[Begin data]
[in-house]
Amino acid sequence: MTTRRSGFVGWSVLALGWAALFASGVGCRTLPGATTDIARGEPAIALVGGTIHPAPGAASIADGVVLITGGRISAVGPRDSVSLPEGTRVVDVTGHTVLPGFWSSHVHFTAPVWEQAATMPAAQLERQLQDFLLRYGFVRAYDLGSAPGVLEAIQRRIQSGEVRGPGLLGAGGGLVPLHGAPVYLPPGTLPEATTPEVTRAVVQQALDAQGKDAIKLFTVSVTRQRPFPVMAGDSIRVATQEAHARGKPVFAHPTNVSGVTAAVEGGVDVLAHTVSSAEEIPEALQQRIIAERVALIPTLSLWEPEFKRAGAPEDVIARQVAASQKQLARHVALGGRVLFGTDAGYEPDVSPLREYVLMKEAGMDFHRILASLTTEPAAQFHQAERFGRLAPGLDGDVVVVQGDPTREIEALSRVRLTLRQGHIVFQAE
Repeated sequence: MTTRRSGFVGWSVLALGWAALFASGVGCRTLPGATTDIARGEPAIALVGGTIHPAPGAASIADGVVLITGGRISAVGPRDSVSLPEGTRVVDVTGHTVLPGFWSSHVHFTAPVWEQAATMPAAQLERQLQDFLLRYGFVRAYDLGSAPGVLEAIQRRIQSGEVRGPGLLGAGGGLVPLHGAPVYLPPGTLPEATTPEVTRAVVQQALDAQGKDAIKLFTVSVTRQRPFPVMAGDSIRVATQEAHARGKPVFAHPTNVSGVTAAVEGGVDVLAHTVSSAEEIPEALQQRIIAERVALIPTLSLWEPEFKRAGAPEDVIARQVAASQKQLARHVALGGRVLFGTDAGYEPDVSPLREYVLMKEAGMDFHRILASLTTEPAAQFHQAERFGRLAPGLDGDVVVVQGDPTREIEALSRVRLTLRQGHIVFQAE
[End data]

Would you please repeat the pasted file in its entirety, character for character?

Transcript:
[in-house]
Amino acid sequence: MTTRRSGFVGWSVLALGWAALFASGVGCRTLPGATTDIARGEPAIALVGGTIHPAPGAASIADGVVLITGGRISAVGPRDSVSLPEGTRVVDVTGHTVLPGFWSSHVHFTAPVWEQAATMPAAQLERQLQDFLLRYGFVRAYDLGSAPGVLEAIQRRIQSGEVRGPGLLGAGGGLVPLHGAPVYLPPGTLPEATTPEVTRAVVQQALDAQGKDAIKLFTVSVTRQRPFPVMAGDSIRVATQEAHARGKPVFAHPTNVSGVTAAVEGGVDVLAHTVSSAEEIPEALQQRIIAERVALIPTLSLWEPEFKRAGAPEDVIARQVAASQKQLARHVALGGRVLFGTDAGYEPDVSPLREYVLMKEAGMDFHRILASLTTEPAAQFHQAERFGRLAPGLDGDVVVVQGDPTREIEALSRVRLTLRQGHIVFQAE
Repeated sequence: MTTRRSGFVGWSVLALGWAALFASGVGCRTLPGATTDIARGEPAIALVGGTIHPAPGAASIADGVVLITGGRISAVGPRDSVSLPEGTRVVDVTGHTVLPGFWSSHVHFTAPVWEQAATMPAAQLERQLQDFLLRYGFVRAYDLGSAPGVLEAIQRRIQSGEVRGPGLLGAGGGLVPLHGAPVYLPPGTLPEATTPEVTRAVVQQALDAQGKDAIKLFTVSVTRQRPFPVMAGDSIRVATQEAHARGKPVFAHPTNVSGVTAAVEGGVDVLAHTVSSAEEIPEALQQRIIAERVALIPTLSLWEPEFKRAGAPEDVIARQVAASQKQLARHVALGGRVLFGTDAGYEPDVSPLREYVLMKEAGMDFHRILASLTTEPAAQFHQAERFGRLAPGLDGDVVVVQGDPTREIEALSRVRLTLRQGHIVFQAE